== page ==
A month without Ma Bell breakup is inconvenient for customers, opportune for New England entrepreneurs
It is appropriate that the Bell System broke up in January - the month named for Janus, two-faced Roman god of doors and of beginnings. The divestiture - the spinoff of local phone companies from AT&T - has shown two faces in New England during the past month. The breakup has meant confusion and additional expense for telephone users. But its smiling face, so to speak, has been new opportunities for the region's high-tech entrepreneurs and consultants.Skip to next paragraph
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On one hand:
* Some residential customers worry they will not be able to afford the anticipated rate increases for local phone service.
* Businesses are having to shop around to find the best telephone services to meet their needs.
* And the independent phone companies, which serve parts of all six New England states, are under ''a real strain'' to deal with the Bell divestiture, says William Stafford, president of the New Hampshire Telephone Association.
On the other hand, much of high-tech New England is bullish on the breakup. Telecommunications manufacturers are looking forward to selling to the seven newly divested regional holding companies, which will be free to go into the equipment business.
But some people are afraid they might have to give up their phones, particularly if the controversial long-distance access charge is imposed. These concerns surfaced during last week's press conference of the Massachusetts Coalition for Affordable Phones.
In a high-ceilinged hearing room under the gold State House dome on Beacon Hill, a young woman, obviously unaccustomed to public speaking and nervous under the intense TV lights, was one of several consumer representatives who expressed concern about the costs of divestiture, particularly for the poor.
''We're already hurting,'' she said. ''The telephone has become a necessity - a contact with the outside world.'' She took nervous gulps of air between sentences as she pushed on through her prepared statement. She spoke of being alone with four small children and needing the telephone as a lifeline to schools, to doctors, and other services.
But down in Newington, Conn., at TeleConcepts Inc., where this reporter visited a few days later, things look brighter. TeleConcepts makes ''decorator'' phones for the residential market, and claims the largest range of styles of any phonemaker in the United States. Many of their phones have sophisticated extra features such as automatic callback of busy numbers.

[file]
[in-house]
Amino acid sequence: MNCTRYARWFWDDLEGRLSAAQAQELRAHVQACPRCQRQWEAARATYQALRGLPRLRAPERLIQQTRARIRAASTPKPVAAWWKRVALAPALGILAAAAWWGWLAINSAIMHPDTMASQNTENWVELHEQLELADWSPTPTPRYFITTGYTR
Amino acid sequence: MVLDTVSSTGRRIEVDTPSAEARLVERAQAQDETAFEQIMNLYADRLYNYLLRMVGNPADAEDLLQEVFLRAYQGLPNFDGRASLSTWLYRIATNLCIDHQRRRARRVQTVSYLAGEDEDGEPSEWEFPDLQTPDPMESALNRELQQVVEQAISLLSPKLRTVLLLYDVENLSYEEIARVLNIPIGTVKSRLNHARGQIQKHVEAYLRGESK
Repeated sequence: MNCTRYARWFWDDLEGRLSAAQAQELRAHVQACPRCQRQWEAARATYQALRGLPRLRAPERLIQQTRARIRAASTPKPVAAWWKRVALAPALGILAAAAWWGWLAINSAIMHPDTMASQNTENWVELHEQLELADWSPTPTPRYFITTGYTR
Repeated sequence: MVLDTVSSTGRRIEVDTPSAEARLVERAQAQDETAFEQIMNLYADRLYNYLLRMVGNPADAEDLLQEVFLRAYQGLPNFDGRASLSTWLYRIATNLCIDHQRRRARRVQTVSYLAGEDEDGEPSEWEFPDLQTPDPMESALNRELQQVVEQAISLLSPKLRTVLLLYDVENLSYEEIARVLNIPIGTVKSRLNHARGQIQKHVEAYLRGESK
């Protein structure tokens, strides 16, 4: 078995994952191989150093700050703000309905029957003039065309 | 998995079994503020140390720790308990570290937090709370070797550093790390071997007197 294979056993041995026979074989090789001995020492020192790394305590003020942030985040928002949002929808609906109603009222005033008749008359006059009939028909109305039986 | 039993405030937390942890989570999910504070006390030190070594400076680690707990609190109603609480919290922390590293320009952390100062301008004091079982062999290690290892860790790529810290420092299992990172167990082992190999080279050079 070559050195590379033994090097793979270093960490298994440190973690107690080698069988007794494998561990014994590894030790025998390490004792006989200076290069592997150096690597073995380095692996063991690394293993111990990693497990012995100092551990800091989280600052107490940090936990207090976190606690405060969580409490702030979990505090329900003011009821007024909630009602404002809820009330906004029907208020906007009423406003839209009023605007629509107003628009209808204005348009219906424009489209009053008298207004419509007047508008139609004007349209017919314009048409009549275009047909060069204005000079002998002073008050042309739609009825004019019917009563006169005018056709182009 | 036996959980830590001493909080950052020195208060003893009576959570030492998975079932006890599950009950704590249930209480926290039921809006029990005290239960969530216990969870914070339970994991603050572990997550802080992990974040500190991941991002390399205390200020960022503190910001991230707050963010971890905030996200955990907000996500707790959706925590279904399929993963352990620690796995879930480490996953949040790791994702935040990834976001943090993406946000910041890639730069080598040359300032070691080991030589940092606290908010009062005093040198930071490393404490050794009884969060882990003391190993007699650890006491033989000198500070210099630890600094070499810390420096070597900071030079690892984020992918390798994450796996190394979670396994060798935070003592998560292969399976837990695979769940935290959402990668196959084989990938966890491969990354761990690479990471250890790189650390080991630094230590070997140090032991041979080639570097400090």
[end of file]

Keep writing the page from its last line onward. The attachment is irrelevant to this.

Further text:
Myra Winkler, vice-president for design, showed off some of the firm's creations, including a phone that comes in a special acrylic case adorned with a museum-quality Oriental print and real gold leaf. This sort of thing retails at stores like Bloomingdale's and Saks for several hundred dollars.
Frank Manning of Zoom Telephonics in Boston, which makes automatic dialers, is another telecommunications entrepreneur bullish on divestiture. ''The local phone companies are a $5 billion-a-year market, and a lot of that is going to be our stuff.''
William M. Brown of Acton, Mass., president of a new firm called Teltec, predicts New England will change its long-term technology orientation from defense to communications, and sees particular opportunities in the small-business market.
Optimists predict tumbling long-distance rates and equipment prices, as well as sophisticated services, such as electronic grocery shopping, available in even the humblest of homes.
''But only 12 to 20 percent of all consumers have communications needs sophisticated enough for them to benefit from the divestiture,'' argues Robert Rebitzer, a utility researcher with Massachusetts Fair Share Inc., a consumer advocacy group in Boston.